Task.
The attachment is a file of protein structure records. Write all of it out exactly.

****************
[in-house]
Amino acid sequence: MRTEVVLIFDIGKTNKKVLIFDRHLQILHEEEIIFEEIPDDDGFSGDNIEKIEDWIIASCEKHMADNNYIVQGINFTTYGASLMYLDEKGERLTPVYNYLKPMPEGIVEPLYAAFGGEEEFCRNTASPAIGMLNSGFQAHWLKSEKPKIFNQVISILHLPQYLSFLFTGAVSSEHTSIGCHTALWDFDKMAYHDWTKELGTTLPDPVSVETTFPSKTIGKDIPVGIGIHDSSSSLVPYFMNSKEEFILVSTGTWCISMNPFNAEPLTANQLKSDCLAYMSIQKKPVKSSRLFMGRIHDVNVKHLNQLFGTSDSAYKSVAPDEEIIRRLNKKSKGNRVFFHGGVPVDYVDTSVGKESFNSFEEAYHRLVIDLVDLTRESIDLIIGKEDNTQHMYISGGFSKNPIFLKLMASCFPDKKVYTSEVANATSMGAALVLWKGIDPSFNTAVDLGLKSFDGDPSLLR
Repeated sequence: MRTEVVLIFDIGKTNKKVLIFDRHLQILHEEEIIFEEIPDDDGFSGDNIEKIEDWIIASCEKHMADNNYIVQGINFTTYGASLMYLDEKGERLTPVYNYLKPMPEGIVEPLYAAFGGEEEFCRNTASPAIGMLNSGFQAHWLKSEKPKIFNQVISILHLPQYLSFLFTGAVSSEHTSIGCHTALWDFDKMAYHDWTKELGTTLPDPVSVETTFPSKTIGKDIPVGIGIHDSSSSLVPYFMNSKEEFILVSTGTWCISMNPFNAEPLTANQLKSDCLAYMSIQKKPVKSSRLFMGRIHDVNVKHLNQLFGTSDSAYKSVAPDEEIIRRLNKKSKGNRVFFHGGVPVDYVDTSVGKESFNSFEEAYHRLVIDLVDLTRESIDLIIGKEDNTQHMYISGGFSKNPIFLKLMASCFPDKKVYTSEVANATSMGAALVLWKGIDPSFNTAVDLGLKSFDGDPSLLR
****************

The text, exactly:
[in-house]
Amino acid sequence: MRTEVVLIFDIGKTNKKVLIFDRHLQILHEEEIIFEEIPDDDGFSGDNIEKIEDWIIASCEKHMADNNYIVQGINFTTYGASLMYLDEKGERLTPVYNYLKPMPEGIVEPLYAAFGGEEEFCRNTASPAIGMLNSGFQAHWLKSEKPKIFNQVISILHLPQYLSFLFTGAVSSEHTSIGCHTALWDFDKMAYHDWTKELGTTLPDPVSVETTFPSKTIGKDIPVGIGIHDSSSSLVPYFMNSKEEFILVSTGTWCISMNPFNAEPLTANQLKSDCLAYMSIQKKPVKSSRLFMGRIHDVNVKHLNQLFGTSDSAYKSVAPDEEIIRRLNKKSKGNRVFFHGGVPVDYVDTSVGKESFNSFEEAYHRLVIDLVDLTRESIDLIIGKEDNTQHMYISGGFSKNPIFLKLMASCFPDKKVYTSEVANATSMGAALVLWKGIDPSFNTAVDLGLKSFDGDPSLLR
Repeated sequence: MRTEVVLIFDIGKTNKKVLIFDRHLQILHEEEIIFEEIPDDDGFSGDNIEKIEDWIIASCEKHMADNNYIVQGINFTTYGASLMYLDEKGERLTPVYNYLKPMPEGIVEPLYAAFGGEEEFCRNTASPAIGMLNSGFQAHWLKSEKPKIFNQVISILHLPQYLSFLFTGAVSSEHTSIGCHTALWDFDKMAYHDWTKELGTTLPDPVSVETTFPSKTIGKDIPVGIGIHDSSSSLVPYFMNSKEEFILVSTGTWCISMNPFNAEPLTANQLKSDCLAYMSIQKKPVKSSRLFMGRIHDVNVKHLNQLFGTSDSAYKSVAPDEEIIRRLNKKSKGNRVFFHGGVPVDYVDTSVGKESFNSFEEAYHRLVIDLVDLTRESIDLIIGKEDNTQHMYISGGFSKNPIFLKLMASCFPDKKVYTSEVANATSMGAALVLWKGIDPSFNTAVDLGLKSFDGDPSLLR